BURGUM FAMILY HISTORY SOCIETY

The Burgum family history society is a member of the Guild of one name studies and researches the names
BURGUM
and BURGHAM

Bodfari, Flintshire

Location of an important iron forge; Burgums lived here during the 1820's.

BODFARI, BODFARY, or Bodvari, a village in St. Asaph district, Flint; and a parish partly in that district and county, and partly in Ruthin district, Denbigh. The village stands near the confluence of the rivers Clwyd and Wheeler, two and three quarter miles east of Trefnant railway station, and four miles north-east of Denbigh; and it has a post office under Rhyl, and is a good fishing-station. It is supposed to be the Roman Varis; and has yielded numerous Roman coins, urns, and other relics.
(John Marius Wilson's Imperial Gazetteer of England and Wales, 1870-72).

St. Stephen's church has a history which pre-dates the Norman conquest and was extensively rebuilt in 1865.

The construction of the huge Vale Royal furnace, in Cheshire, by Thomas Hall in 1696 was highly significant for iron production in north-west England. Vale Royal smelted haematite ores, producing tough pig iron, some of which was directed to his forge at Bodfari, in Flintshire, to supply industry in North Wales. Thomas's younger brother Edward (1664-1750) invested 10,251 pounds in the Cheshire works. In 1706 he took responsibility for Vale Royal furnace and Bodfari forge. Edward's eldest son was Thomas (1702-1748), and he also mentioned an interest in Bodfari Forge. The Mold & Denbigh Junction Railway operated between 1869-1968, with a station and sidings at Bodfari and was still operating for the Partington Steel & Iron Company at Bodfari in 1924. Water power provided by the Afon Chwiler had been harnessed during the 18th and 19th centuries, and perhaps earlier to drive the clover mill (for extracting clover seed) and the corn mill at Geinas, both fed by mill races drawn from the stream. Water power also provided the forge at Bodfari and possibly farm machinery at Pontryffydd Hall Farm, where leats are still visible.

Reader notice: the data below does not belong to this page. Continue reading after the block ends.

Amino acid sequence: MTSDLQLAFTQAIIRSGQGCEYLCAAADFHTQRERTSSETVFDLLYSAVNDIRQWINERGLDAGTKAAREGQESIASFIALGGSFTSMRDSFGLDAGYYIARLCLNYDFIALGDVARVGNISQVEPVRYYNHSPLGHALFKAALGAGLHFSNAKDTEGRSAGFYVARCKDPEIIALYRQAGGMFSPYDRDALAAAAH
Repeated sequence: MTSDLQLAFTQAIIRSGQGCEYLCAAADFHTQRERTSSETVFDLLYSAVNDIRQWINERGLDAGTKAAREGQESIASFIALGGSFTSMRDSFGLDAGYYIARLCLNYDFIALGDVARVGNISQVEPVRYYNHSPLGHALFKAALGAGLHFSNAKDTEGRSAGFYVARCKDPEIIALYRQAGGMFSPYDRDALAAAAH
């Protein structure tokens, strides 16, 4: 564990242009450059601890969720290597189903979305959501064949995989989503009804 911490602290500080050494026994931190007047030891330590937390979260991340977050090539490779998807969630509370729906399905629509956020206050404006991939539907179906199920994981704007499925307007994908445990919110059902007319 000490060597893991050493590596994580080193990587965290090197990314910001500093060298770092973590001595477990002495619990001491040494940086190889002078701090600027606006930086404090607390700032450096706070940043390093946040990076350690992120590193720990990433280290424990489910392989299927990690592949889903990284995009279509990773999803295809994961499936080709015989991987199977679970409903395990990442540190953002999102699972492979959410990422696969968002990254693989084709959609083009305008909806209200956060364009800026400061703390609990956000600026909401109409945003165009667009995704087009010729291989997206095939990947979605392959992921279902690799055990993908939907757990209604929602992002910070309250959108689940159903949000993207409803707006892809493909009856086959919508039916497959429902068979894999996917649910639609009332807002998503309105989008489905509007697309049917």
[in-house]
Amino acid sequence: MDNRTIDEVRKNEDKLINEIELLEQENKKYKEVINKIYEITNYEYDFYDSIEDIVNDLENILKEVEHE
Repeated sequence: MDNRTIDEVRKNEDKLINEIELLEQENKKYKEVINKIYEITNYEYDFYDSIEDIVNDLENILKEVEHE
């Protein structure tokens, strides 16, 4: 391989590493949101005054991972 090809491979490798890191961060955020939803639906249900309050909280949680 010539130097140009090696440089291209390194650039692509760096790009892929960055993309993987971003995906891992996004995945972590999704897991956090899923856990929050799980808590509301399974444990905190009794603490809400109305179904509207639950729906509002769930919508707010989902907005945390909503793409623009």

Henry and Mary Burgum had two children born at Bodfari; Joseph (1822) and Elizabeth (1824). Henry was a Hammerman and would certainly have been working at the Forge.

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